The Cincinnati Reds have baseball's second-best record and appear to be headed for just their second postseason appearance in the last 17 years.
They have to be thrilled the Philadelphia Phillies almost certainly won't be around in October as well.
The Reds look to avoid losing their eighth straight and 16th out of 17 against the Phillies on Tuesday night at Citizens Bank Park, but that won't be easy considering how impressive Cliff Lee has looked against Cincinnati of late.
The Reds' last trip to the playoffs ended quickly with a 2010 NL division series sweep at the hands of Philadelphia, a three-game stretch that fit right in with the Phillies' dominance in this series.
Philadelphia (57-65) won seven of eight from Cincinnati (74-49) in 2011, and didn't miss a beat in its first meeting in 2012. The Reds tallied two runs in the first Monday, but the Phillies scored in every inning but the second, totaling 15 hits in a 12-5 rout.
"It seems like they play us pretty tough here," center fielder Chris Heisey told the Reds' official website. "We score some runs and they come right back. That's a momentum shift."
Cincinnati scored all five of its runs off Roy Halladay, but it hasn't had much success against the former Cy Young Award winner it'll see on the hill Tuesday. Lee (2-7, 3.83 ERA) is 3-0 with a 1.40 ERA in three outings against the Reds since 2010, lasting at least eight innings in each while totaling 22 strikeouts and two walks.
The left-hander has been a much less effective pitcher in 2012, of course, and his latest problem has been the long ball. Lee struck out 12 but gave up three solo homers and left without a decision after 7 2-3 innings in Thursday's 7-4 loss at Milwaukee, bringing his total to 11 blasts allowed over his last five starts.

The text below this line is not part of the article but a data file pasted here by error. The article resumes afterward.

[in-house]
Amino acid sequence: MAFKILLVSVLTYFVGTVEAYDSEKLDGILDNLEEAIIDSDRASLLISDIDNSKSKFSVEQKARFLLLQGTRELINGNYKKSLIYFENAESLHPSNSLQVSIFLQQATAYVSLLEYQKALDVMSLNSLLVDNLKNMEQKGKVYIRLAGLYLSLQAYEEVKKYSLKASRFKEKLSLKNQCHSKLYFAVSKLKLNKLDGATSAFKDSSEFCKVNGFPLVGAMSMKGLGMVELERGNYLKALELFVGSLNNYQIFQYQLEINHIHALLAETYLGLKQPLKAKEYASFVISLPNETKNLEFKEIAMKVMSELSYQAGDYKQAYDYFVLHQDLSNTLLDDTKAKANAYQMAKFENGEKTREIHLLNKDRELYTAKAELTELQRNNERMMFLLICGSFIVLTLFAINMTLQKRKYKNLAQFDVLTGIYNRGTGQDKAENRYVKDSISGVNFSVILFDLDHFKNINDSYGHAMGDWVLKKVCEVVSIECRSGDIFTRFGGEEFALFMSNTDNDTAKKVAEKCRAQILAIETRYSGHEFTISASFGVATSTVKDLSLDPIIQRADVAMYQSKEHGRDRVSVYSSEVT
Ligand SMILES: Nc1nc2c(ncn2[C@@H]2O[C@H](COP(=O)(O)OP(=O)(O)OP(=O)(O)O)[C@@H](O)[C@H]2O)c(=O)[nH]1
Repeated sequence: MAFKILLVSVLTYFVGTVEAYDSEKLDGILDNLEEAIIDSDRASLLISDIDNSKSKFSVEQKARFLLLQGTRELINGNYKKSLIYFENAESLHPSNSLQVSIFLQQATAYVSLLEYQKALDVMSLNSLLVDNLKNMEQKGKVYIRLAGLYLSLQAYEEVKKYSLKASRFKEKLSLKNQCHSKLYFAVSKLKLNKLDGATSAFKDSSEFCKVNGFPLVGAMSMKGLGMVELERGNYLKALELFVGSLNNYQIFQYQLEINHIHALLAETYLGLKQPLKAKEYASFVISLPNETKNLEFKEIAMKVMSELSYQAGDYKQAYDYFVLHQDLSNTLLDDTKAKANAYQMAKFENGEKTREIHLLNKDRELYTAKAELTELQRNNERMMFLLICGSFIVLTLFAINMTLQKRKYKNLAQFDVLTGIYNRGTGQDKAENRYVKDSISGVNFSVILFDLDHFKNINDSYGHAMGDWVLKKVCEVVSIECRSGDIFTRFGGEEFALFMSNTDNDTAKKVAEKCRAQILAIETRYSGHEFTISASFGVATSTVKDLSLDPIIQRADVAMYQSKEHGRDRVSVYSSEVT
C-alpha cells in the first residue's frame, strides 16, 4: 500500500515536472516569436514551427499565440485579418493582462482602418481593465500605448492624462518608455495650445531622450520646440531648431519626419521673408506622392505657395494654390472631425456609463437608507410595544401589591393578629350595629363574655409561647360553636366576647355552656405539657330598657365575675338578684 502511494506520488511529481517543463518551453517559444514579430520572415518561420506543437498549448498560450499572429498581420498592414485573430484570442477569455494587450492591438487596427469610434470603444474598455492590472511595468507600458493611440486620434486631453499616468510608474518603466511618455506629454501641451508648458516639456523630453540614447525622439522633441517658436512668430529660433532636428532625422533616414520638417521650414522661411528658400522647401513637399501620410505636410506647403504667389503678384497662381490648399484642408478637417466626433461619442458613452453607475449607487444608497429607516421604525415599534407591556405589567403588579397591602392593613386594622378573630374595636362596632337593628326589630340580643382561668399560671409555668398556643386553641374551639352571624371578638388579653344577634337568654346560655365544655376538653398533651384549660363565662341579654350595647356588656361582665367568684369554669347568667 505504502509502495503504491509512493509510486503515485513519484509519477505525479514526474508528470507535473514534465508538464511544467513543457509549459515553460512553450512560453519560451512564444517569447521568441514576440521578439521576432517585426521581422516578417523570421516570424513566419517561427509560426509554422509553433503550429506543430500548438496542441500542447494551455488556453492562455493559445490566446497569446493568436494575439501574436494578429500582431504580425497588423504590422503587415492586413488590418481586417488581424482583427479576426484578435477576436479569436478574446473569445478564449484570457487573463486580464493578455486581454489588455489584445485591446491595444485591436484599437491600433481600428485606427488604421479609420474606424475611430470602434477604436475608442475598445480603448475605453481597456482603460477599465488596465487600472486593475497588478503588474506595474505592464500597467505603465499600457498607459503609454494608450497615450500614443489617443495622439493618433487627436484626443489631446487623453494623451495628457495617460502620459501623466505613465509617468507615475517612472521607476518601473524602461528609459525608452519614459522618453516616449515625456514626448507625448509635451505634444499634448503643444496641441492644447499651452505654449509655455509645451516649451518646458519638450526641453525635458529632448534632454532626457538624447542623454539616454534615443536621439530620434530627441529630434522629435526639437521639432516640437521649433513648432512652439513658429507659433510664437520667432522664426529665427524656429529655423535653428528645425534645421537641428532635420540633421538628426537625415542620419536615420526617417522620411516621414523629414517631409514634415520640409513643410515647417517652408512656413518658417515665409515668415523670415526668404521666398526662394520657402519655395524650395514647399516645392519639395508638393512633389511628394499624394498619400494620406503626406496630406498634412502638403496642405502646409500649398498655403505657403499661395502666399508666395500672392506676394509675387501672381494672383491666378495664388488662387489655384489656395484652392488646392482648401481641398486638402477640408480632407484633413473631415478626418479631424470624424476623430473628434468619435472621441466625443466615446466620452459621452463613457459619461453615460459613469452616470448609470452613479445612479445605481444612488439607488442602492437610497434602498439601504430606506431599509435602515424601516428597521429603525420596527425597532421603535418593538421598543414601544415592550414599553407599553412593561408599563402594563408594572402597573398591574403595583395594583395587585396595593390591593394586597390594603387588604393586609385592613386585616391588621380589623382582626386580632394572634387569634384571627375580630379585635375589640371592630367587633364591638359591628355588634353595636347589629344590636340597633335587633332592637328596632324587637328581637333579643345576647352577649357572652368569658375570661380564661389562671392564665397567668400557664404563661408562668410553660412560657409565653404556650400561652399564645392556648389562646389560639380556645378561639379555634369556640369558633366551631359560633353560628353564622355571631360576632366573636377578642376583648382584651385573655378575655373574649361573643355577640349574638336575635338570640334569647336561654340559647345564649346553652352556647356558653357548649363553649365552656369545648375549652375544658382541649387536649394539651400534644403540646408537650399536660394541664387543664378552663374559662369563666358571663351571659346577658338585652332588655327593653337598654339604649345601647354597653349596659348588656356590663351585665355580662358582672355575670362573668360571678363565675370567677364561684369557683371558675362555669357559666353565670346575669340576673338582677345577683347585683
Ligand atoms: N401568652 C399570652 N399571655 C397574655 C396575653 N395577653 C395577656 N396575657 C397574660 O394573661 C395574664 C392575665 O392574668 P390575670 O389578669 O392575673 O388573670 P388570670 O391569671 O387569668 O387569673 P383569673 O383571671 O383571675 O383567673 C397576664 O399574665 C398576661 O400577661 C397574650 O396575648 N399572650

Eight of those have come at home, where he wasn't won since Sept. 5.
"It was one of those games," Lee told the team's official website.
That's a phrase Homer Bailey (10-8, 4.16) has likely felt like repeating recently. The right-hander fell to 1-2 with an 8.24 ERA in his last four outings after allowing six runs and eight hits over 5 2-3 innings Thursday in an 8-4 home loss to the Mets.
"I feel good out there throwing, and into starts and stuff," Bailey said. "I'm not really getting that sore between starts. Physically, I feel great. I have no excuses, just not making pitches as consistently as I need to."
He hasn't made many good pitches to the Phillies. Bailey is 0-3 with a 5.88 ERA in five career starts versus Philadelphia, including a 7.00 ERA in four at Citizens Bank Park.
This season, however, Bailey has done his best work away from home. He's 3-6 with a 5.42 ERA in 13 starts in Cincinnati but 7-2 with a 2.92 ERA in 11 road outings.
The Reds have won Bailey's last eight road starts since he failed to make it out of the fourth inning in an 8-3 loss at Milwaukee on May 8.
Jay Bruce had been just the opposite of Bailey, thriving at home and struggling on the road, but he went 3 for 3 in the series opener. The right fielder is hitting .457 (16 for 35) with four homers and 11 RBIs in nine games since manager Dusty Baker gave him two days off to work out of a slump.
Starting with Game 2 of the 2010 NLDS, Bruce is hitting .481 (13 for 27) with four homers and 14 RBIs in his last six games in Philadelphia.